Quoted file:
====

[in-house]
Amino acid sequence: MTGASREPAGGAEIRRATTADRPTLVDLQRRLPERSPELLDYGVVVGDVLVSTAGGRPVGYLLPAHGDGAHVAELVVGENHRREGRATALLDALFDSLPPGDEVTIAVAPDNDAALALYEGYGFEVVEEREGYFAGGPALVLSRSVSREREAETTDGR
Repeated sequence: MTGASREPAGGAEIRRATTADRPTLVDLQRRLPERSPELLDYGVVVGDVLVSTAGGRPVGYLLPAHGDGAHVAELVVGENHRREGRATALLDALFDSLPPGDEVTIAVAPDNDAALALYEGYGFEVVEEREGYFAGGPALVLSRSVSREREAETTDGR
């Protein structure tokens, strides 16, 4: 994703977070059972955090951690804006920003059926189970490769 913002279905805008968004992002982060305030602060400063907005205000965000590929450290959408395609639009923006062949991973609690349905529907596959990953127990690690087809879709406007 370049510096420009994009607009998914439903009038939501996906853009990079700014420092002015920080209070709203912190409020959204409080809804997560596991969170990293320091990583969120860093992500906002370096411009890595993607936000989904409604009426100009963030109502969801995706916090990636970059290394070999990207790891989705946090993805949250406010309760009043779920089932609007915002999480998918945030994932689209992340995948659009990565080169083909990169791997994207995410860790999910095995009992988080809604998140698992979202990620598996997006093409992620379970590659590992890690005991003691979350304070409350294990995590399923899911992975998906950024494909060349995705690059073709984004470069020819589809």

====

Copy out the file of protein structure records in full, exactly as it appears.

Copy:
[in-house]
Amino acid sequence: MTGASREPAGGAEIRRATTADRPTLVDLQRRLPERSPELLDYGVVVGDVLVSTAGGRPVGYLLPAHGDGAHVAELVVGENHRREGRATALLDALFDSLPPGDEVTIAVAPDNDAALALYEGYGFEVVEEREGYFAGGPALVLSRSVSREREAETTDGR
Repeated sequence: MTGASREPAGGAEIRRATTADRPTLVDLQRRLPERSPELLDYGVVVGDVLVSTAGGRPVGYLLPAHGDGAHVAELVVGENHRREGRATALLDALFDSLPPGDEVTIAVAPDNDAALALYEGYGFEVVEEREGYFAGGPALVLSRSVSREREAETTDGR
């Protein structure tokens, strides 16, 4: 994703977070059972955090951690804006920003059926189970490769 913002279905805008968004992002982060305030602060400063907005205000965000590929450290959408395609639009923006062949991973609690349905529907596959990953127990690690087809879709406007 370049510096420009994009607009998914439903009038939501996906853009990079700014420092002015920080209070709203912190409020959204409080809804997560596991969170990293320091990583969120860093992500906002370096411009890595993607936000989904409604009426100009963030109502969801995706916090990636970059290394070999990207790891989705946090993805949250406010309760009043779920089932609007915002999480998918945030994932689209992340995948659009990565080169083909990169791997994207995410860790999910095995009992988080809604998140698992979202990620598996997006093409992620379970590659590992890690005991003691979350304070409350294990995590399923899911992975998906950024494909060349995705690059073709984004470069020819589809």